The recovery of anaerobes in the normal flora of the conjunctival sac does not exclude their ability to become pathogenic under the right circumstances. This can occur when foreign bodies, injuries, and underlying noninfectious diseases favor the establishment of conjunctival infections, thus allowing the resident organisms to become pathogenic. The anaerobes recovered from children with conjunctivitis are all part of the normal oral and skin flora.
Children often introduce saliva and its oral flora into their conjunctival sac. This can be done inadvertently while rubbing the eyes or wetting contact lenses with saliva. Five of the six patients we described who had conjunctivitis associated with wearing contact lenses reported routinely wetting their lenses with saliva. Because anaerobes are present in the saliva in high numbers10 (up to 109 organisms/mL), the recovery of anaerobes in this group of patients is not surprising.
Typically, the palpebral conjunctiva is more inflamed than the bulbar and the area around the cornea is spared. A bacterial etiology is suspected when severe conjunctivitis is present, and many polymorphonuclear leukocytes are found in conjunctival swab specimens. Severe infection, copious exudate, and matting of the eyelids are more likely to occur with bacterial or chlamydial infection than with viral infection. Preauricular lymphadenitis is generally associated with viral infections. The presence of follicles on the palpebral conjunctivae is indicative of viral or chlamydial infections in children older than 3 months. Conjunctival scraping can be helpful when they contain conjunctival epithelial cells that may harbor intracellular pathogens.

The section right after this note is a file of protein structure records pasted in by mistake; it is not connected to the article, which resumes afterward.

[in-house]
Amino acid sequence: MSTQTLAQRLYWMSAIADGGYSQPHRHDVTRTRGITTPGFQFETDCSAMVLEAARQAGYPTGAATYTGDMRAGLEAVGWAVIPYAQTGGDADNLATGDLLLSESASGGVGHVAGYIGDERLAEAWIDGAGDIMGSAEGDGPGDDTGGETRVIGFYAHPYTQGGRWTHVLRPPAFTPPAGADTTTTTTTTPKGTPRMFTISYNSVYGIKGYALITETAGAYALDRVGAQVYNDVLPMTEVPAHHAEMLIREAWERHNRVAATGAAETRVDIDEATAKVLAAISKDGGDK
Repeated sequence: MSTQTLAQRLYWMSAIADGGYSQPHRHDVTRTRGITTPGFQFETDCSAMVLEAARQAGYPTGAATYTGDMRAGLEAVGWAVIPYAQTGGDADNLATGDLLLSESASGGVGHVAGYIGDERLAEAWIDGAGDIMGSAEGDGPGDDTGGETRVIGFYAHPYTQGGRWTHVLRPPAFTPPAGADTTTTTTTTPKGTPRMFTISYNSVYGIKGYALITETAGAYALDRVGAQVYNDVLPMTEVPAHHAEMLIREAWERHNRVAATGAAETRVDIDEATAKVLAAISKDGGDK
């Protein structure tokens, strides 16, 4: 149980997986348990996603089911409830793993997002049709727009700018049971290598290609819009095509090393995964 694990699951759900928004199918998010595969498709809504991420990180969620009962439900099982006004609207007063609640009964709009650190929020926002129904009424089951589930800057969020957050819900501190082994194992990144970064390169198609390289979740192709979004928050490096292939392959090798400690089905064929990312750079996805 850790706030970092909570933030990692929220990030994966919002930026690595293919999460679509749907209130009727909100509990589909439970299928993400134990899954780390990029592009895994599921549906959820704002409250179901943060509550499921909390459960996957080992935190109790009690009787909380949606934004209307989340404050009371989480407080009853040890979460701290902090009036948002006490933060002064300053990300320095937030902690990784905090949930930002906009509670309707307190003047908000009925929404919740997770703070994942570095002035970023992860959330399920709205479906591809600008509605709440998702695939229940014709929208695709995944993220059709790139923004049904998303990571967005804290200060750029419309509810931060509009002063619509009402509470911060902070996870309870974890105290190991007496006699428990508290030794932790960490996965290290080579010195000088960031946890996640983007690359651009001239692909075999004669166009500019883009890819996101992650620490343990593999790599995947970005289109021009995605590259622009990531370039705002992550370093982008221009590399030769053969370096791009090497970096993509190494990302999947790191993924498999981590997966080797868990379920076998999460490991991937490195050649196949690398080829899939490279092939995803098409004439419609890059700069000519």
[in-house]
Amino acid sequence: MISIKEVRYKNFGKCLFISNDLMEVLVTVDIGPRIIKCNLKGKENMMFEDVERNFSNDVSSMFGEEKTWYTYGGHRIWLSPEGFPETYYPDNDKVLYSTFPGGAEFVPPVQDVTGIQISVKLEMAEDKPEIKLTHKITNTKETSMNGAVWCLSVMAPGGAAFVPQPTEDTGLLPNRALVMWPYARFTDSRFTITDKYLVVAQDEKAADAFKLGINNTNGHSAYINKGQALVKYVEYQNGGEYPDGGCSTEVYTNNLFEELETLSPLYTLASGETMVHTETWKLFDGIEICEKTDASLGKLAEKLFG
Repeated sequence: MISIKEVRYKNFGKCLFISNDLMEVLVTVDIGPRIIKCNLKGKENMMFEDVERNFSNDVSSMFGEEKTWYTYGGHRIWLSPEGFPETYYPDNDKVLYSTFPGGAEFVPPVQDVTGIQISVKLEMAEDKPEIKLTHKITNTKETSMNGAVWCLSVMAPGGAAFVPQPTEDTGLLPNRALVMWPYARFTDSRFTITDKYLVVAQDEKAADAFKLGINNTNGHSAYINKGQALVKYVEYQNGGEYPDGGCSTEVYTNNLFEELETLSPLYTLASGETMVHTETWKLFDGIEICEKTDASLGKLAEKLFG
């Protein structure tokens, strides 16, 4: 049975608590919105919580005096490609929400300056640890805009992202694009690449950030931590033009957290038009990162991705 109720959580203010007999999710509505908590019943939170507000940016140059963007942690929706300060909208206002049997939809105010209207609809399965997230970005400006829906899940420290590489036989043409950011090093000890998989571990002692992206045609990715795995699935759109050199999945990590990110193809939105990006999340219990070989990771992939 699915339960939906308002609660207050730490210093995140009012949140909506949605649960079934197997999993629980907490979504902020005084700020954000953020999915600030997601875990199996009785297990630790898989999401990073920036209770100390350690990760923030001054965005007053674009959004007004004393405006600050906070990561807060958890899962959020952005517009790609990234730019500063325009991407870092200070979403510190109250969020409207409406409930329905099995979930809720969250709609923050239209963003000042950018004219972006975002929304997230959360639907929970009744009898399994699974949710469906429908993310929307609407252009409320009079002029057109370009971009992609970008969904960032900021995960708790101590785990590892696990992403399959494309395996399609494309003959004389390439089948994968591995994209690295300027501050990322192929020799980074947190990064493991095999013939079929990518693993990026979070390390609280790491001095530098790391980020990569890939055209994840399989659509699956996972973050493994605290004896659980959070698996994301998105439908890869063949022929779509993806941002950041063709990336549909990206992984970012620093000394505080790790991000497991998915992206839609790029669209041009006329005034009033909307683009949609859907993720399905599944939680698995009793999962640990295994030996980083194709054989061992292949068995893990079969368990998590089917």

Conjunctivitis associated with anaerobes is indistinguishable from inflammation caused by other bacteria, although patients wearing contact lenses may be at higher risk of developing infections caused by these organisms. Gram and Giemsa stains and aerobic and anaerobic cultures are necessary for correct diagnosis. The presence of lymphocytes suggests viral infection, eosinophils and basophils suggest an allergic etiology, and intranuclear inclusions implicate herpes virus or adenoviruses. Intracytoplasmic inclusions suggest chlamydial agents.
The infection is often self-limited. Treatment of bacterial conjunctivitis facilitates the resolution21 and includes application of proper topical antibiotics selected according to the antimicrobial susceptibility of the infecting organism. Conjunctival infection caused by anaerobes should be treated by antimicrobial agents effective against these organisms. Bacitracin is active against pigmented Prevotella and Porphyromonas and Peptostreptococcus spp. but is generally inactive against B. fragilis and Fusobacterium nucleatum.9 Erythromycin shows good activity against pigmented Prevotella and Porphyromonas, microaerophilic and anaerobic streptococci, and gram-positive nonspore-forming anaerobic bacilli.9 Erythromycin has relatively good activity against Clostridium spp. but poor and inconsistent activity against gram-negative anaerobic bacilli.9 Chloramphenicol has the greatest in vitro activity against anaerobes, but occasional resistance has been observed.
Anaerobic gram-positive cocci are the anaerobes most frequently recovered from inflamed conjunctivae and are susceptible to penicillins, erythromycin, and chloramphenicol. The penicillins should not be used topically because they are highly sensitizing in the conjunctival sac. Chloramphenicol should be used cautiously because it is absorbed from the conjunctivae. Anaerobic bacteria may be relatively resistant to sulfonamide, quinolones, polymyxin B, and aminoglycoside preparations that are commonly applied to inflamed conjunctiva. Because anaerobes may be involved in severe cases of conjunctivitis and especially with the most serious complications of bacterial conjunctivitis, such as a penetrating corneal ulcer or orbital cellulitis, special coverage for these organisms should be considered. In such instances, administration of parenteral antimicrobial agents should supplement the frequent topical application of medications.